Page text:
*Finding his place in this world. Okay, maybe not entirely, but getting a sense of having a role in the greater world. While he has shown interest in a job for the financial aspect of it, it could help with this social need, as could volunteering. (Note to self: Bring the kids to that one homeless charity's thrift shop that's just down the street! See if there's some way we can help.)

What are his physical needs?
*Healthy foods. I'm not sure why, but he said to me just yesterday or Thursday that he wants something set up so he can try to aim for a certain number of fruits and vegetables every day.
*Health class addresses some of this.
*Physical education--My plan is for him to do phys. ed. all the way through high school. Largely because he needs those credits, but also because he has a tendency, since becoming an adolescent, to just do NOTHING. His dad keeps bringing up that he (the 14-year old) should be on a team of some kind (although his dad makes it such a "grander" thing, "He needs to be part of something greater than himself", as though sports teams are the only way? but that's a whole other thing). I think the only way that would happen is to get him out and watching some of these sports in action, maybe get him going, "Hm, that looks like fun," AND having someone on the team that he knows. He is soooo introverted and it's a serious threat to not know anybody, or not know them well, when surrounded by a group of strangers. That said, if we were willing to dish out the money for a membership to the rec centres (which would end up being over $1000/year just for the two of us, or let's say we just do 6 months of winter, under $600...), I could set something up where other families/teen boys meet up with us every week to do sports. Not quite a team, but it would give him greater variety and wouldn't involve us trying to coordinate 4 vastly different schedules with only 2 vehicles. He really doesn't like the idea of having to go to a practice or two a week plus a game for something he's not super interested in and I can't blame him. His dad, on the other hand, played soccer all through elementary, junior high, high school and still today, in his 40s. He has a completely different mentality about it, so a sports team is always his solution. ;)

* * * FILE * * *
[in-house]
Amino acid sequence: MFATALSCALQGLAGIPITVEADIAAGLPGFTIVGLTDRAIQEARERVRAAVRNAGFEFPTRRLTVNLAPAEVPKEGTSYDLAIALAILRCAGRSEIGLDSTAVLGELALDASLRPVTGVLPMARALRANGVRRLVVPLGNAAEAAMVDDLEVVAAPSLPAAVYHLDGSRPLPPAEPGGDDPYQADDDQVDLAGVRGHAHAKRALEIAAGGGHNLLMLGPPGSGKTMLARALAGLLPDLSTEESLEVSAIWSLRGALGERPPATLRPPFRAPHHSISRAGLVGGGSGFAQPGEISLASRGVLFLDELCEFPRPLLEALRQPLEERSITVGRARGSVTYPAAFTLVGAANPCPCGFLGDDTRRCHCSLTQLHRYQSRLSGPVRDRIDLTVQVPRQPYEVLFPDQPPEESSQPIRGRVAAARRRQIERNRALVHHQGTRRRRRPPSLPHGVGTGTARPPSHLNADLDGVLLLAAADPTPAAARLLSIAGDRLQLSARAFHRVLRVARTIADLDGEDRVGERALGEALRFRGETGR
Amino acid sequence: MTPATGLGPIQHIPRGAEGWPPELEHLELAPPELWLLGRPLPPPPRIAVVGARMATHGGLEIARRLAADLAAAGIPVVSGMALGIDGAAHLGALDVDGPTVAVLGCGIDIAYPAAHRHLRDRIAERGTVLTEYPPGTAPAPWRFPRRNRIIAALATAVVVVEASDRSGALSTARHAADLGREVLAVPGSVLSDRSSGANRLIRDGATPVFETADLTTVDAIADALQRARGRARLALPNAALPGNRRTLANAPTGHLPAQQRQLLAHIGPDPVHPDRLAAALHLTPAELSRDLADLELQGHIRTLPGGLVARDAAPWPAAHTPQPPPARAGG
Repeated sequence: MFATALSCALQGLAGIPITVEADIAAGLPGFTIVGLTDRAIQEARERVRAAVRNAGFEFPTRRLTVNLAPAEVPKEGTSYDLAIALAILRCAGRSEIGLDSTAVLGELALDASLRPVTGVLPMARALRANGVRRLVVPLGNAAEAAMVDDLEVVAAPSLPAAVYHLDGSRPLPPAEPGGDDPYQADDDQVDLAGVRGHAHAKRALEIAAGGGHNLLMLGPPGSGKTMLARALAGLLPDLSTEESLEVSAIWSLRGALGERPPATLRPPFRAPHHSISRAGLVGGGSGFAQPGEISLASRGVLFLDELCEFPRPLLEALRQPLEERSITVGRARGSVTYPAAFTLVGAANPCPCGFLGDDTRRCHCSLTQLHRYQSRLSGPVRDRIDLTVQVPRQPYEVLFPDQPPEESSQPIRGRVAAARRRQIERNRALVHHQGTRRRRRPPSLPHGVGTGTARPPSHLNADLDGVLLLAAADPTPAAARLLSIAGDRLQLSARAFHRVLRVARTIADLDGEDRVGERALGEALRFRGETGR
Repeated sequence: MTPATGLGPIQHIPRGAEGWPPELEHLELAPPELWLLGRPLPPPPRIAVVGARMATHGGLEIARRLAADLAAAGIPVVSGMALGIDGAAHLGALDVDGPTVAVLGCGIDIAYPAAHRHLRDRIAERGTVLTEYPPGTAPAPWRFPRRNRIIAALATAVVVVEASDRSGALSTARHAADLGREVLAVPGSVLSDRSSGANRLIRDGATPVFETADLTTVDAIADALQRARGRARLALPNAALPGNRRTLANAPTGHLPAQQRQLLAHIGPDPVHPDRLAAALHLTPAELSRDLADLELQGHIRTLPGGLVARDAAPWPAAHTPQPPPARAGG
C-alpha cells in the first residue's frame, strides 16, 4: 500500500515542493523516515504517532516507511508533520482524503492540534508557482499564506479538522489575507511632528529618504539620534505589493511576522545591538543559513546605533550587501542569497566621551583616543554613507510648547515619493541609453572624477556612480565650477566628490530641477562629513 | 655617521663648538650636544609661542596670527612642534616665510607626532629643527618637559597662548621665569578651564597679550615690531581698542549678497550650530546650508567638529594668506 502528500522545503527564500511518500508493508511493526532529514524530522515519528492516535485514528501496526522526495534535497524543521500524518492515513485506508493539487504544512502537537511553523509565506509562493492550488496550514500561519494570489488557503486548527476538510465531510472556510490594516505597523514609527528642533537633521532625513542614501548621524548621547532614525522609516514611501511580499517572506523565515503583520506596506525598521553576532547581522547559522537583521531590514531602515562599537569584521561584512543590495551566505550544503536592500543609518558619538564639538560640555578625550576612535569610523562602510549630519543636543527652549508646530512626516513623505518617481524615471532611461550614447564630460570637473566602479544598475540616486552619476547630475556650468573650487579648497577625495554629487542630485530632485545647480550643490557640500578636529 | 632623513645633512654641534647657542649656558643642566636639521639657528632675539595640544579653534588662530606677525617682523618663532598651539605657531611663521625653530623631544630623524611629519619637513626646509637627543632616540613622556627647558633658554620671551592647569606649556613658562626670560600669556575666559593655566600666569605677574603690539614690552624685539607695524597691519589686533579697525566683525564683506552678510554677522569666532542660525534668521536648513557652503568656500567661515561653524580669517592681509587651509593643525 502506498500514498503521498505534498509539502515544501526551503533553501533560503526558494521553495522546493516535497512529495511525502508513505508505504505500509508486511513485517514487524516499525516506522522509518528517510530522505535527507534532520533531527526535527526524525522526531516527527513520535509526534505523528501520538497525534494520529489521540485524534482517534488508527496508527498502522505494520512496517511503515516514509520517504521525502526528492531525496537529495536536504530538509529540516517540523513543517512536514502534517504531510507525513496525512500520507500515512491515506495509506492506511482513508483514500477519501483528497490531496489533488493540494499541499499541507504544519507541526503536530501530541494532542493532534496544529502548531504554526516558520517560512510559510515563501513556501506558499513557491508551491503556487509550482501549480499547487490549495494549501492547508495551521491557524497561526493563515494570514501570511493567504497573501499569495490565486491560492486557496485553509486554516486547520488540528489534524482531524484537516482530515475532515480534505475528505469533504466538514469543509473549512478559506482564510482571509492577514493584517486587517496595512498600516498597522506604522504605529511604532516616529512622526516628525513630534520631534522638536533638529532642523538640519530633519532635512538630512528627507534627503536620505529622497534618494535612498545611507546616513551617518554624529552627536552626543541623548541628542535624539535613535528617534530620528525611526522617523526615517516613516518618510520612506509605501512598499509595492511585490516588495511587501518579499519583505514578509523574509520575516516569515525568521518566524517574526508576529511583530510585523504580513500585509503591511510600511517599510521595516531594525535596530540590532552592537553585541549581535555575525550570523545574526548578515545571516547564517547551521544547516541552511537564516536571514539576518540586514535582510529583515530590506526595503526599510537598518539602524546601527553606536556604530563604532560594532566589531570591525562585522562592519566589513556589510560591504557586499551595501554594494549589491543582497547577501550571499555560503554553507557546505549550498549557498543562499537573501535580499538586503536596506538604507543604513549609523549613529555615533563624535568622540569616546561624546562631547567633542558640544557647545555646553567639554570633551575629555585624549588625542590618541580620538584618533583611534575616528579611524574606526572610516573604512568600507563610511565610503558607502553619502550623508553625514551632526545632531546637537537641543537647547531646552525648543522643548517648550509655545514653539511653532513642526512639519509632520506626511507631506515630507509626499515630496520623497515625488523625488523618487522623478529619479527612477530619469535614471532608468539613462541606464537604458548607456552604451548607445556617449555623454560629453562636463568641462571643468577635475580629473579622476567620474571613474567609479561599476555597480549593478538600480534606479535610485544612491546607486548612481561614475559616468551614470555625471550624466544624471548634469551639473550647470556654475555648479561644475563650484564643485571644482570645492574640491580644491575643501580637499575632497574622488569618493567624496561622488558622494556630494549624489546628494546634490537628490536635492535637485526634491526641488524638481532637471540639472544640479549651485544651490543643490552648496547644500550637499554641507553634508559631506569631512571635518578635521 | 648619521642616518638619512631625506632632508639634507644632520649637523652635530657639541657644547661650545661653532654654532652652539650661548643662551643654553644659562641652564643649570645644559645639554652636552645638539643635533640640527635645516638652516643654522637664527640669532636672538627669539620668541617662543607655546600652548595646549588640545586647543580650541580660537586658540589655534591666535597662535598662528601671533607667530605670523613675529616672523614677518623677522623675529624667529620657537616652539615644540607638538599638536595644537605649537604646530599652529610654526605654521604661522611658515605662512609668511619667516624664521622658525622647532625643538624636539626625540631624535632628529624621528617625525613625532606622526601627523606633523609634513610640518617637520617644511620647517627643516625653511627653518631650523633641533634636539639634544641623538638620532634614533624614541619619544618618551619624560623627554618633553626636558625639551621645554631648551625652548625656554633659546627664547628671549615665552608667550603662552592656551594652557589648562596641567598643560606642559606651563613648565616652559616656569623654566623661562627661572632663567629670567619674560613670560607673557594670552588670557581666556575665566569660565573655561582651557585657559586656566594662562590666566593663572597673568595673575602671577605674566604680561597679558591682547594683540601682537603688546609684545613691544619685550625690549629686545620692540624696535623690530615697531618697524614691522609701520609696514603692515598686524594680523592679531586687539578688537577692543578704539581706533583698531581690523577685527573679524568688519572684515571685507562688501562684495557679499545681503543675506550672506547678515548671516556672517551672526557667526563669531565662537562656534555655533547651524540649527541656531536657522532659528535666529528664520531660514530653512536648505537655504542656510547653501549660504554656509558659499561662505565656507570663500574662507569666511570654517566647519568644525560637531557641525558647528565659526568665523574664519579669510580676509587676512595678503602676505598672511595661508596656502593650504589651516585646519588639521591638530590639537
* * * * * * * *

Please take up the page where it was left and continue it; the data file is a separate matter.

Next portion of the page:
*Good environment: Fresh air, air quality inside the home, etc.

There are probably others, but I'm getting tired of typing about this. Hahaha.

Okay, so with those three aspects in mind, how would you organize your homeschooling during the high school years? :D

Hm, you know, they've left out emotional in this, but I guess it's often classified as socio-emotional. Or psychological/emotional. I'm not sure where my idea fits in exactly, but the idea of a sense of accomplishment. This might just be a personal sense of accomplishment or one where there's a sense of making a difference for others (that's part of the social need, I suppose).

Where am I going with this?? My brain has shut off. All I know is I want something engaging, stimulating, interesting, even though most of the content will be decided for us. Something that truly respects his development. His sister decided to do the online classes and didn't really want me involved in it at all--her need for feeling like she can take care of things herself--but he's not the same child at all and isn't just going to take charge and get things done. I need to plan and prepare.

So, has my babble confused you? Inspired you? Informed you? How have you organized your homeschooling during the high school years Montessori-style?